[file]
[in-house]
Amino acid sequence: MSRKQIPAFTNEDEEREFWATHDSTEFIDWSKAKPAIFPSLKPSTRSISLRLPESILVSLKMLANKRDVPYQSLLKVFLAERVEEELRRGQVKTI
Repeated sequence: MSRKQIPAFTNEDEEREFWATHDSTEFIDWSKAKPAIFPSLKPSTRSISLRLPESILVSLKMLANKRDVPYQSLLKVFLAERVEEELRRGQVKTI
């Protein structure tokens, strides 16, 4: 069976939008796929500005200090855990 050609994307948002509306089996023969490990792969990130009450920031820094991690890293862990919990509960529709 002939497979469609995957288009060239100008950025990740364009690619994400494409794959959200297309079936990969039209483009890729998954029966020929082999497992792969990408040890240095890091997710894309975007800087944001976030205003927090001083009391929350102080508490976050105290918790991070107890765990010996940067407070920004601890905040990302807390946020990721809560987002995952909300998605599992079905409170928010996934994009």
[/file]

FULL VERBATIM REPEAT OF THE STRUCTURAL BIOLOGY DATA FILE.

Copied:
[in-house]
Amino acid sequence: MSRKQIPAFTNEDEEREFWATHDSTEFIDWSKAKPAIFPSLKPSTRSISLRLPESILVSLKMLANKRDVPYQSLLKVFLAERVEEELRRGQVKTI
Repeated sequence: MSRKQIPAFTNEDEEREFWATHDSTEFIDWSKAKPAIFPSLKPSTRSISLRLPESILVSLKMLANKRDVPYQSLLKVFLAERVEEELRRGQVKTI
């Protein structure tokens, strides 16, 4: 069976939008796929500005200090855990 050609994307948002509306089996023969490990792969990130009450920031820094991690890293862990919990509960529709 002939497979469609995957288009060239100008950025990740364009690619994400494409794959959200297309079936990969039209483009890729998954029966020929082999497992792969990408040890240095890091997710894309975007800087944001976030205003927090001083009391929350102080508490976050105290918790991070107890765990010996940067407070920004601890905040990302807390946020990721809560987002995952909300998605599992079905409170928010996934994009």